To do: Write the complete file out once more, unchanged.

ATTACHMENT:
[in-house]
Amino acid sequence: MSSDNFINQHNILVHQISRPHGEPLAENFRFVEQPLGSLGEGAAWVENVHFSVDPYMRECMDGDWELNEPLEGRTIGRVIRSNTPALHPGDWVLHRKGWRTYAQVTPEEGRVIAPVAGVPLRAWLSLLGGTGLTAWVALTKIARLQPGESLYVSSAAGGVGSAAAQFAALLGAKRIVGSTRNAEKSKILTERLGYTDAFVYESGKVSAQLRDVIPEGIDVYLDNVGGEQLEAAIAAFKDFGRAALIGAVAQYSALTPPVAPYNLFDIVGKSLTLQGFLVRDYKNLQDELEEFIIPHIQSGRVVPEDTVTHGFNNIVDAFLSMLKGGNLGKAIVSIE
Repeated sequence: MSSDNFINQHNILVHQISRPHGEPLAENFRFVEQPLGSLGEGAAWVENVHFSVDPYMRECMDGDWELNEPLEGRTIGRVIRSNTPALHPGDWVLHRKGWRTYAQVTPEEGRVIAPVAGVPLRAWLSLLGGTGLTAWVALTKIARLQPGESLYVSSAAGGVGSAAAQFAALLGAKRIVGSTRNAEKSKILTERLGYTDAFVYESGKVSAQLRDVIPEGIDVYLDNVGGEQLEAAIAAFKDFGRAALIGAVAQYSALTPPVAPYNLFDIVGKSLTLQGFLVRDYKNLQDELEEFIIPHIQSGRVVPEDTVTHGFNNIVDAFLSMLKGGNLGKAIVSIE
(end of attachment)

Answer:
[in-house]
Amino acid sequence: MSSDNFINQHNILVHQISRPHGEPLAENFRFVEQPLGSLGEGAAWVENVHFSVDPYMRECMDGDWELNEPLEGRTIGRVIRSNTPALHPGDWVLHRKGWRTYAQVTPEEGRVIAPVAGVPLRAWLSLLGGTGLTAWVALTKIARLQPGESLYVSSAAGGVGSAAAQFAALLGAKRIVGSTRNAEKSKILTERLGYTDAFVYESGKVSAQLRDVIPEGIDVYLDNVGGEQLEAAIAAFKDFGRAALIGAVAQYSALTPPVAPYNLFDIVGKSLTLQGFLVRDYKNLQDELEEFIIPHIQSGRVVPEDTVTHGFNNIVDAFLSMLKGGNLGKAIVSIE
Repeated sequence: MSSDNFINQHNILVHQISRPHGEPLAENFRFVEQPLGSLGEGAAWVENVHFSVDPYMRECMDGDWELNEPLEGRTIGRVIRSNTPALHPGDWVLHRKGWRTYAQVTPEEGRVIAPVAGVPLRAWLSLLGGTGLTAWVALTKIARLQPGESLYVSSAAGGVGSAAAQFAALLGAKRIVGSTRNAEKSKILTERLGYTDAFVYESGKVSAQLRDVIPEGIDVYLDNVGGEQLEAAIAAFKDFGRAALIGAVAQYSALTPPVAPYNLFDIVGKSLTLQGFLVRDYKNLQDELEEFIIPHIQSGRVVPEDTVTHGFNNIVDAFLSMLKGGNLGKAIVSIE